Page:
WASHINGTON, June 13 (Reuters) - A key House Republican lawmaker said Tuesday that he intends to hold a committee vote on a comprehensive bill to establish a regulatory framework for cryptocurrency products in the coming weeks.

Representative Patrick McHenry, chairman of the House Financial Services Committee, said he expects to put a bill forward for the panel to consider after lawmakers return to work on July 11.

"I intend for this committee to mark up some form of this legislation when we return from the July 4 recess," he said at a hearing Tuesday.

McHenry has been leading an effort by some Republicans in Congress to pass a bill establishing clear rules for the crypto industry. A discussion draft put forward earlier this month by McHenry and others would clarify responsibilities for overseeing crypto products by regulators, and would give a pathway for crypto companies and exchanges to register with those agencies.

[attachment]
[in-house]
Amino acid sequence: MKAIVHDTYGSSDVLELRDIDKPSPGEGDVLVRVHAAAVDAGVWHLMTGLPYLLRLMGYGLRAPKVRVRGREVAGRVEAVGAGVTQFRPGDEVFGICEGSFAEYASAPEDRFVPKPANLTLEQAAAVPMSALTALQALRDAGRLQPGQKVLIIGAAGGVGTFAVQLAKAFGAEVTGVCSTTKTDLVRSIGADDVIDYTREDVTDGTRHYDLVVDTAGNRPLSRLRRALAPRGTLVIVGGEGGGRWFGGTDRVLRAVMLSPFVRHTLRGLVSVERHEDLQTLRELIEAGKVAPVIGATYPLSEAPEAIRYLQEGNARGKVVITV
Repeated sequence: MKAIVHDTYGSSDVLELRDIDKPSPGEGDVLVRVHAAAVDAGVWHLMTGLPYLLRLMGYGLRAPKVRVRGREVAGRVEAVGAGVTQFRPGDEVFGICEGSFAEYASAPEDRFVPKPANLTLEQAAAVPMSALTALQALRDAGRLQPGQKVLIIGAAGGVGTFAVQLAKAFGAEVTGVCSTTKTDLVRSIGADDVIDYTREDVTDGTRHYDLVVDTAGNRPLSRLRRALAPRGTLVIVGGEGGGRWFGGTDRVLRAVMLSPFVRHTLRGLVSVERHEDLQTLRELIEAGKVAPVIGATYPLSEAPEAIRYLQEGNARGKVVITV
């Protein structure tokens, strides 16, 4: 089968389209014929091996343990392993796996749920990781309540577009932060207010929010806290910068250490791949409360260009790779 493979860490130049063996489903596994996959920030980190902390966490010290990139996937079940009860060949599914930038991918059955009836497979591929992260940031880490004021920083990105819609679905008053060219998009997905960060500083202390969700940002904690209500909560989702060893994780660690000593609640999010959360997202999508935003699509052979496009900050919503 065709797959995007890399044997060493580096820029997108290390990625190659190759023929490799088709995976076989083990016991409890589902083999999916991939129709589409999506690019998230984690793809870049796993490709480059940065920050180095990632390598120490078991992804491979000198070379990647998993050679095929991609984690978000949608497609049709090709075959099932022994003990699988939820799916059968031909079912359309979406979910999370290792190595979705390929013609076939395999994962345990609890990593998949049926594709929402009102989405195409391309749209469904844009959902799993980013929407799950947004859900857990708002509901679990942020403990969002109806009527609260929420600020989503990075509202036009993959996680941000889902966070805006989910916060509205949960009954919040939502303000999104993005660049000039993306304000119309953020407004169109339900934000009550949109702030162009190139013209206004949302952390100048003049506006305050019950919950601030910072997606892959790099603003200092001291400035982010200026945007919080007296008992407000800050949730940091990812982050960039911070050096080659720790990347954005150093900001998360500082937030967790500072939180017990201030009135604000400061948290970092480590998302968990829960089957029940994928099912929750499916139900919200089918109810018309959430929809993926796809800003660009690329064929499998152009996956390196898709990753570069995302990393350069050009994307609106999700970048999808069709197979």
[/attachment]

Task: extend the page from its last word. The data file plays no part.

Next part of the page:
Crypto firms have been clamoring for such clarity from Congress, particularly as the Securities and Exchange Commission has taken a harder line, arguing most major crypto products are securities that must be registered and suing major exchanges.

But the prospects for the draft measure remain unclear. Democrats on the panel say they are considering the measure but have concerns. Representative Maxine Waters, the top Democrat on the committee, said Tuesday she worried that allowing crypto exchanges to receive provisional registration could enable bad actors.

And in the Senate, which must also pass any crypto legislation, key lawmakers like Senators Sherrod Brown and Elizabeth Warren have expressed even more skepticism about crypto products.

Reporting by Pete Schroeder

Our Standards: The Thomson Reuters Trust Principles.

Thomson Reuters

Covers financial regulation and policy out of the Reuters Washington bureau, with a specific focus on banking regulators. Has covered economic and financial policy in the U.S. capital for 15 years. Previous experience includes roles at The Hill newspaper and The Wall Street Journal. Received a Master's degree in journalism from Georgetown University, and an undergraduate degree from the University of Notre Dame.

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